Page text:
Pherosphaera fitzgeraldii Katoomba Falls photo courtesy Ian Brown
Protecting the Wentworth Falls population of the endangered Pherosphaera fitzgeraldii from the very invasive Montbretia was the name of the game for our Jamison Creek Catchment Care Day this year. It was well received by some keen Bushcare volunteers, BMCC Bushland Operations Team (Bushcare Officers and Bush Regeneration Officers) and the NPWS Ranger for the Jamison Valley.
Having 2 extra Bush Regeneration team members involved for the first time meant we could divide into smaller groups and cover more of the creekline as well as share information about the management of the whole area while we worked.
One group met at Wentworth Falls Car Park, walked to the top of Wentworth Falls and then worked upstream (wading where necessary) to follow up woody weeds in the area worked last year.
The other groups met at the corner of Jamison and Fletcher streets, kitted up and after a short walk down to the creek, with some walking further down the Charles Darwin Track, started target ting Montbretia around the pools and cascades and all woody weeds and the along the track and creek banks. All three groups re-united for lunch and informative talks on the creek bank.
Montbretia is slow going so although the distance covered wasn’t huge, we removed lots of corms and enjoyed the beautiful weather and surroundings while we worked. There was lots of opportunity to discuss the creek condition, learn about the endangered Dwarf Mountain Pine (Pherosphaera fistzgeraldii).
Montbretia (Crocosmia x crocosmiiflora) corms
Montbretia (Crocosmia x crocosmiiflora) flowers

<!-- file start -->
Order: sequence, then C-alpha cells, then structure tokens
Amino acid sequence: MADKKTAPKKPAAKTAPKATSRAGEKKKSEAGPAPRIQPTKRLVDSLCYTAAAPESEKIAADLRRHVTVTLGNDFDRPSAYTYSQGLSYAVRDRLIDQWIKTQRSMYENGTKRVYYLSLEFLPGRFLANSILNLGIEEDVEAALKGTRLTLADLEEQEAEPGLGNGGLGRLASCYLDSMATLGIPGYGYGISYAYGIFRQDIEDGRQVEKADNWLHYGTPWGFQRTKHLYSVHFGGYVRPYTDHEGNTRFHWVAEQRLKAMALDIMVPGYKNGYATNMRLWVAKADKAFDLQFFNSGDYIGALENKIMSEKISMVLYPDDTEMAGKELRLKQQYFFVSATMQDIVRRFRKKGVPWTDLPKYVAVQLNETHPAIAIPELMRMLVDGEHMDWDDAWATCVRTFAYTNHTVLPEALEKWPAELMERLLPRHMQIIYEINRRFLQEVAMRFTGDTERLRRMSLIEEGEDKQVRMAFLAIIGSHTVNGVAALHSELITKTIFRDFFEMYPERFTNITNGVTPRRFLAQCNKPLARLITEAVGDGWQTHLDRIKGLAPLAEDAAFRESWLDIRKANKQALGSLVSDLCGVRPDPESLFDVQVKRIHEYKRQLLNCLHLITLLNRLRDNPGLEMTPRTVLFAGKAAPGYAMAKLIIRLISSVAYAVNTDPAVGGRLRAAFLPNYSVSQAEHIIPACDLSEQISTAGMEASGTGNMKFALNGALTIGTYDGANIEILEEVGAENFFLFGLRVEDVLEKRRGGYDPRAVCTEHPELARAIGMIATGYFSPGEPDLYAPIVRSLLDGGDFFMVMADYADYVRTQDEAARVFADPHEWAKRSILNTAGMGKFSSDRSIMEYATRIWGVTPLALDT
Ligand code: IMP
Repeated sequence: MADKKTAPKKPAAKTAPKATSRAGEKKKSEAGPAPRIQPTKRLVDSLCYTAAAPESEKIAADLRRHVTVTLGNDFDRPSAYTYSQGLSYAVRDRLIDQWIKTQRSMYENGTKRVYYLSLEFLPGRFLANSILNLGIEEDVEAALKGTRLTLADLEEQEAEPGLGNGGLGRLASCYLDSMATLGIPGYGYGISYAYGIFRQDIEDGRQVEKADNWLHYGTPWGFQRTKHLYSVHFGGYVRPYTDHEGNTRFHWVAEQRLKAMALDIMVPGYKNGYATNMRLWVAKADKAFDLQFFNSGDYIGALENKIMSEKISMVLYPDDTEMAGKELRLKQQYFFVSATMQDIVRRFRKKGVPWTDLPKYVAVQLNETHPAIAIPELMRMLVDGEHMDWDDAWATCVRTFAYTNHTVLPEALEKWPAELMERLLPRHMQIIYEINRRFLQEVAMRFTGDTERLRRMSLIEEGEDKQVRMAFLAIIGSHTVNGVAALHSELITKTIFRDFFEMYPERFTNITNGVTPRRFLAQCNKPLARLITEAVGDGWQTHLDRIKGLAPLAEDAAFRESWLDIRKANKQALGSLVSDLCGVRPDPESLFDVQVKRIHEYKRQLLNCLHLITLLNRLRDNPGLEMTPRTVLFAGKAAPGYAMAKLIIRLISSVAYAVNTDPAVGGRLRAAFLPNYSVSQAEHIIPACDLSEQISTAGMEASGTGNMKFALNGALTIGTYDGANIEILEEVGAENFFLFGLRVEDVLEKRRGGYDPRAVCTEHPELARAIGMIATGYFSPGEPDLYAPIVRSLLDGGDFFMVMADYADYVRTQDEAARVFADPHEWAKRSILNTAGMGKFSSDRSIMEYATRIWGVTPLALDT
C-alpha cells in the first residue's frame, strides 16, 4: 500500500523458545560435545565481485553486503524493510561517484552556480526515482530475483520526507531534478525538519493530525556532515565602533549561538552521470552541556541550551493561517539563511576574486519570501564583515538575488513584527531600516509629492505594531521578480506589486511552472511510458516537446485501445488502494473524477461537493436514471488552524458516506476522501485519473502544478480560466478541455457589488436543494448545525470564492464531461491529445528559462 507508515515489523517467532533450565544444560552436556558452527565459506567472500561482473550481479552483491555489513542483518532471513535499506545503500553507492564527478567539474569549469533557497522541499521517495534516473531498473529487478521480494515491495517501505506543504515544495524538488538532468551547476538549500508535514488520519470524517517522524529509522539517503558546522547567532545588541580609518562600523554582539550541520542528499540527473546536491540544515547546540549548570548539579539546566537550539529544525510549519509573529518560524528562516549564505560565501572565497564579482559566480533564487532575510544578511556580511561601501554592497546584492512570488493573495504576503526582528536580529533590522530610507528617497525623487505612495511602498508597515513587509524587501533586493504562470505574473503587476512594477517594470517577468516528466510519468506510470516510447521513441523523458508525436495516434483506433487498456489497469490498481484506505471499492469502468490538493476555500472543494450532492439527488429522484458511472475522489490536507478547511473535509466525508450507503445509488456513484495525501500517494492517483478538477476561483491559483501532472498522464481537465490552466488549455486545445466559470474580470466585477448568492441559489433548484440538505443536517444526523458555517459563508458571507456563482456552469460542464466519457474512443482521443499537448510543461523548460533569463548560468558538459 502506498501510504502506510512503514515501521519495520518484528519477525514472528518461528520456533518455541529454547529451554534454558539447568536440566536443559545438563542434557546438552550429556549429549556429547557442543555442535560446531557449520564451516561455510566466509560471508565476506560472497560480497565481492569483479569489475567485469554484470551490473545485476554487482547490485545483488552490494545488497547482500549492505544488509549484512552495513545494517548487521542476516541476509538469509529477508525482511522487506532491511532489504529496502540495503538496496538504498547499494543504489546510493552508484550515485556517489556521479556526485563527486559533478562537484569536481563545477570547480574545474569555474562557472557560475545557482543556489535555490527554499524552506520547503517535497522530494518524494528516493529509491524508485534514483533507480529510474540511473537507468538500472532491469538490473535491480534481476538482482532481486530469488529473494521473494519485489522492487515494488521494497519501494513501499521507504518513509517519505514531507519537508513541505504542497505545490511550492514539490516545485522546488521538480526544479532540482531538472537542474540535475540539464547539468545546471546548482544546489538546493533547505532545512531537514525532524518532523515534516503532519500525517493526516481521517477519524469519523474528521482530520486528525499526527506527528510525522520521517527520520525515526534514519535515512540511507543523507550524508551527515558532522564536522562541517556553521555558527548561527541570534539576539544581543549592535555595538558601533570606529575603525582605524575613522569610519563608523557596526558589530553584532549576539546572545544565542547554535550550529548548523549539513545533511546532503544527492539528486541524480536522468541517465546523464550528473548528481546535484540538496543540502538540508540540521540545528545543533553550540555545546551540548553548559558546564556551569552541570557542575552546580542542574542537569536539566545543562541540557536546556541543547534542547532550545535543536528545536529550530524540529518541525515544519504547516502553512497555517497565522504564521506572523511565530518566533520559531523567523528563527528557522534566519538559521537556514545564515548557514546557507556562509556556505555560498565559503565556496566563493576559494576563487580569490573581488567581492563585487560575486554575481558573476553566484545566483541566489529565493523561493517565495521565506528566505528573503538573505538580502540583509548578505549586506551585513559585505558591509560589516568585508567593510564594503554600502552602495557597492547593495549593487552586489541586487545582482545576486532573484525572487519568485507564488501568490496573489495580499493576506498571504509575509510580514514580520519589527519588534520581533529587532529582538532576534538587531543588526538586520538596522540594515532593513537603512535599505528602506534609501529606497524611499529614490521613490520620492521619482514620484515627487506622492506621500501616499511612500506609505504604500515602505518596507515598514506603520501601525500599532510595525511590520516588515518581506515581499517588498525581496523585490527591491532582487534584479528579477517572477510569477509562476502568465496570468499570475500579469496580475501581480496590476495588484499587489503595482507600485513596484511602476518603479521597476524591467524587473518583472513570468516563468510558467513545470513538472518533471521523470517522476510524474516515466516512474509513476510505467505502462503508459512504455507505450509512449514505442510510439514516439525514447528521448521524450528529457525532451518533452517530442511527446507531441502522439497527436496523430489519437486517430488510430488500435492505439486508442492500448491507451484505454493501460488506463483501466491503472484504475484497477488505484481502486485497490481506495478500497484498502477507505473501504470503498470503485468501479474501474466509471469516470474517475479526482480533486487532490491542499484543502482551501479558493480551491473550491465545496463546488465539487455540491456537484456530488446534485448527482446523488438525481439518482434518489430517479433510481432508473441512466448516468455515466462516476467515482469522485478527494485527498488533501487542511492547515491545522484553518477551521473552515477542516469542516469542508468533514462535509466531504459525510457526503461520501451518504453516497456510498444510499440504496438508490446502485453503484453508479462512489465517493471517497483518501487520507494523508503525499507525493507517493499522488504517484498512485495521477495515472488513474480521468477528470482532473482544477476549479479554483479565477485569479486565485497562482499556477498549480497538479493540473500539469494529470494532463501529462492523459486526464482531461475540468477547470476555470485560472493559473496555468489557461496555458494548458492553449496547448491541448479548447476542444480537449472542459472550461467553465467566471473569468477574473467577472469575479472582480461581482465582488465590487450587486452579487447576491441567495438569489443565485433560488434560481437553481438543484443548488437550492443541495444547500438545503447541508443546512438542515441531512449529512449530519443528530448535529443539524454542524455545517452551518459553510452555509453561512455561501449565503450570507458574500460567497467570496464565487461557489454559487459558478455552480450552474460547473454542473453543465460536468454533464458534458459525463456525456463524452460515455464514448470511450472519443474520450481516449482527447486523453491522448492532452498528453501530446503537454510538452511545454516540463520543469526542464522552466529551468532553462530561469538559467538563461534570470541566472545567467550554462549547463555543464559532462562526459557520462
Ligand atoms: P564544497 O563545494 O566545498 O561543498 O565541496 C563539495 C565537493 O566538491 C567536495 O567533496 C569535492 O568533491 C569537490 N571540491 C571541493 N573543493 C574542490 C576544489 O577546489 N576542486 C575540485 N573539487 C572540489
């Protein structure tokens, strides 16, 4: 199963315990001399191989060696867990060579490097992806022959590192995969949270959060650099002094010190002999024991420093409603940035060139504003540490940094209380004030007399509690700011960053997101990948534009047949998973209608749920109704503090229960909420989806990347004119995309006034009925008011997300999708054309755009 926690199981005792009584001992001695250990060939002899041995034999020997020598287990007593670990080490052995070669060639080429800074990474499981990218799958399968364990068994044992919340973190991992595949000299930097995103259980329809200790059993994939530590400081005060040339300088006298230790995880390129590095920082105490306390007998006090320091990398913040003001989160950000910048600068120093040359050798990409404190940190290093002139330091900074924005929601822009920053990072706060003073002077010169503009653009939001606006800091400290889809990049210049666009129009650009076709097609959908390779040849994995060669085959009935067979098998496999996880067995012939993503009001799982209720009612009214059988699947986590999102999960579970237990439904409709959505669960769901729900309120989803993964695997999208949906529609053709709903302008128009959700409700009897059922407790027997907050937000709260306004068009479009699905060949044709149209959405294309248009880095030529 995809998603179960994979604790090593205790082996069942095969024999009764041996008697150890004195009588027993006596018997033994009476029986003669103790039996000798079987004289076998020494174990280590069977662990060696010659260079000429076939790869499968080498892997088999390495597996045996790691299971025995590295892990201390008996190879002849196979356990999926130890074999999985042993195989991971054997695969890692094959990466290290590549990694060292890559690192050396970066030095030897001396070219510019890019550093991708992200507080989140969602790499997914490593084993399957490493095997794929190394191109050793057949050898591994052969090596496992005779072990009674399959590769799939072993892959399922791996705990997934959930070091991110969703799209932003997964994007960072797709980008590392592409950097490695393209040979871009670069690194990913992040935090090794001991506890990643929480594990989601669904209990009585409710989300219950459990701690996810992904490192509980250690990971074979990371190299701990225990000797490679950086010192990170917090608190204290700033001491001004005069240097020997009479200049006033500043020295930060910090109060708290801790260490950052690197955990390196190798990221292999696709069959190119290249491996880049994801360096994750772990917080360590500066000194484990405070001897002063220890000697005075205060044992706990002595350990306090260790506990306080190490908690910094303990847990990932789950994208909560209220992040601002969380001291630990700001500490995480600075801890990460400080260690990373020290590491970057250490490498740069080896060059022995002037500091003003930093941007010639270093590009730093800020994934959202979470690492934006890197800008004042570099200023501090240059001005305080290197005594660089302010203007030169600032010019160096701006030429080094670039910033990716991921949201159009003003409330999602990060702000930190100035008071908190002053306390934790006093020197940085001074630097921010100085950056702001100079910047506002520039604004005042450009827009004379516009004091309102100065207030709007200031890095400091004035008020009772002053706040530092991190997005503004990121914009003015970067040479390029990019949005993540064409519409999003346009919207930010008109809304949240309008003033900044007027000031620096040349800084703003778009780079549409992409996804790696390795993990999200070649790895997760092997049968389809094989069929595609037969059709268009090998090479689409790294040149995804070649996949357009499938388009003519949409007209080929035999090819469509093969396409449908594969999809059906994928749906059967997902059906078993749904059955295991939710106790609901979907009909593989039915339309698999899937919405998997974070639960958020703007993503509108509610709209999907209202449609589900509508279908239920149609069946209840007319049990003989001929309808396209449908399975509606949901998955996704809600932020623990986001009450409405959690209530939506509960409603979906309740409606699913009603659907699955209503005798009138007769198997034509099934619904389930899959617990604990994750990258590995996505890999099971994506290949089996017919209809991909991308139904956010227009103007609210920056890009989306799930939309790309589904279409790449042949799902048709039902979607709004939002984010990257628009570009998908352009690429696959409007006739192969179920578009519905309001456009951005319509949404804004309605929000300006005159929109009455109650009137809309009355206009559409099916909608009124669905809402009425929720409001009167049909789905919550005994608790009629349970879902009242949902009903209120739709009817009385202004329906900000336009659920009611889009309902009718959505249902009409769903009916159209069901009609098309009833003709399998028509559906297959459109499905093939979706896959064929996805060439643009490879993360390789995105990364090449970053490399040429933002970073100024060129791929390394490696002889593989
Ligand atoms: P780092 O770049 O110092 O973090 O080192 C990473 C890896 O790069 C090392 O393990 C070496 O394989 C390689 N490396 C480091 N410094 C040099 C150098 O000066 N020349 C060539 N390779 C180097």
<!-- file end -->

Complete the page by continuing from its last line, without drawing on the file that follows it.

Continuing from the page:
Another target weed in this catchment is Erica lusitanica (Spanish or Portugese heath, often referred to simply as “Erica”, a woody shrub which has a similar appearance to native tea trees so is often mistaken for a native. Both Montbretia and Erica have the potential to establish in the rocky crevices on the cliffline adjacent to the waterfalls – taking up the space where Dwarf Mountain Pine grows. Annual Catchment Care Days are a valuable contribution to the ongoing work of Council’s Bushland Operations Team, contractors and the volunteer Bushcare Groups. Charles Darwin, Jamieson St Landcare, Wentworth Falls Lake, Water Nymphs Dell and Valley of the Waters groups were all represented this year and together we not only dealt with Montbretia and Erica but as Tutsan, Japanese honeysuckle and Small-leaf Privet as well.
Jenny Hill from Council’s Healthy Waterways Team delivered a very informative talk about the issues affecting the water quality of the catchment and the work underway to improve stormwater management.
Good food, good company and good work resulted in a very enjoyable and productive morning – made possible through funding from the NSW Office of Environment and Heritage “Saving Our Species” program. A huge thank you to SoS and the dedicated volunteers of Wentworth Falls!